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September 26, 2015

What is the root of the word Cicada?

Filed under: FAQs — Dan @ 11:58 pm

The Latin root of the word cicada, is cicada!

Looking back a bit farther, the Sanskrit word for cicada is चिश्चिर, which is pronounced cizcira. Not too big a leap from cizcira to cicada.

There are other similar Sanskrit and Latin words, for instance, 17 in Sanskrit is saptadaz, while 17 in Latin is septendecim. Sapta/septen, daz/decim — you can see the similarities.

July 13, 2015

Will the cicadas kill my trees, shrubs or flowers?

Filed under: FAQs,Magicicada,Ovipositing — Dan @ 2:41 pm

The primary focus of this article is 17 and 13 year cicadas (Magicicada). Most other cicadas are nothing to worry about, with some exceptions1.

People ask: “Will the cicadas kill my trees, shrubs or flowers?” The sort answer is “maybe”, particularly if your trees are pathetic weaklings. Here are some ways to defend your trees, other than chemical warfare.

Read on for more information:

First, it is important to mention that cicadas do not cause damage to plants by chewing leaves like other insects do, such as caterpillars. These are not the locusts associated with destroying the entire food supply of nations, nor are they the locusts mentioned in the Bible.

Damage from cicadas occurs during ovipositing, or in some extreme cases, when they feed on the roots of trees4.

Grooves made by a cicada during ovipositing:

The weakest limbs of a tree are often temporarily damaged or killed off, the result of which is called flagging, as the leaves of the branch will turn brown and look like a hanging flag. In many cases, they are doing the trees a favor by pruning their weakest branches.

An image of Flagging caused by cicadas:
Periodical Cicada Flagging 3

Cicadas are technically parasites of the trees, and they need the trees to survive throughout their life cycle, so killing trees is not in the cicadas best interest. If cicadas were tree killers, there would be no trees, and no cicadas left.

Big, Hearty North American Trees:

Deciduous trees, like elm, chestnut, ash, maple, and oak, are the preferred host trees of periodical cicadas. They will flag the branches of these trees, but only young ones are at risk.

Don’t belive me? Read this quote from the paper Periodical Cicada (Magicicada cassini) Oviposition Damage: Visually Impressive yet Dynamically Irrelevant by William M. Hook and Robert D. Holt (Am. Midl. Nat. 147:214-224).

The widespread oviposition damage from periodical cicadas did not have any important effects on successional dynamics of the host plants, suggesting that the trees appeared to compensate sufficiently for physiological damage during the emergence.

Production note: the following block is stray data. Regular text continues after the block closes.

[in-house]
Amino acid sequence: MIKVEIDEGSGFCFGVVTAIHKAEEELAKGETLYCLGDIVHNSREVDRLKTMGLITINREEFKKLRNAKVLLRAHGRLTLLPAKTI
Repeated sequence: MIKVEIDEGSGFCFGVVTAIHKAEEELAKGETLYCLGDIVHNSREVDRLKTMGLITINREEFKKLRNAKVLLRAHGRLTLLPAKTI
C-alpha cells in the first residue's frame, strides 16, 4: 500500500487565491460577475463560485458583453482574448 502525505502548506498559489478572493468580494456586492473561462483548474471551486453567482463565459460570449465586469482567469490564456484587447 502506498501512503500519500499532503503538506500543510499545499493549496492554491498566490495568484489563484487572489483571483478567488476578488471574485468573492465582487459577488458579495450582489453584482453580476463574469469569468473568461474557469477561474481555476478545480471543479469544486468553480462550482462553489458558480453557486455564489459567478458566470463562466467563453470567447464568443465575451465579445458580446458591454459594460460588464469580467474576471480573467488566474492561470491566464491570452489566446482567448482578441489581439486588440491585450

Periodical cicadas avoid evergreen trees for egg laying because the sap interferes with their egg nests.

Fruit trees: Farmers expect every branch of their fruit trees to yield fruit. They will not tolerate ovipositing & flagging by cicadas.

Cicada Lawyer
Cicada Laywer

The smaller species of Magicicada, ‘cassini & ‘decula, like ovipositing on trees on the edge of a forest, probably because their offspring will be more likely to find grass roots when they leave their egg nests (cicadas initially feed on grass roots until they are big enough to reach and feed on the larger rootlets of trees). An orchard is all “edge of the a forest” because of the rows between the trees, so it ends up being what the legal system would call an “attractive nuisance” for cicadas, because the farmers are baiting the cicadas by providing the ideal egg laying environment, only to kill them with pesticides.

Another consideration is that many fruiting trees are not native to North America. Apples for instance are from Asia, and are not prepared/evolved for the egg-laying behaviors of cicadas.

Small or Ornamental Trees: Cicadas pose the largest threat to small, weakling, ornamental trees, and young deciduous trees. These trees will have the fewest branches, and will not be able to suffer a heavy loss. These are the trees you can worry about, but there are ways to defend them. It makes sense to avoid planting ornamental, fruit or or other deciduous trees the year before and of a cicada emergence — make it the year you concentrate on pavers and low, ground-covering plants like vines and pachysandra.

Shrubs, Vegetables, & Flowers: Given a choice, cicadas will avoid ovipositing on shrubs and long stem flowers, but if the emergence is particularly heavy, they’ll give it a try, out of desperation.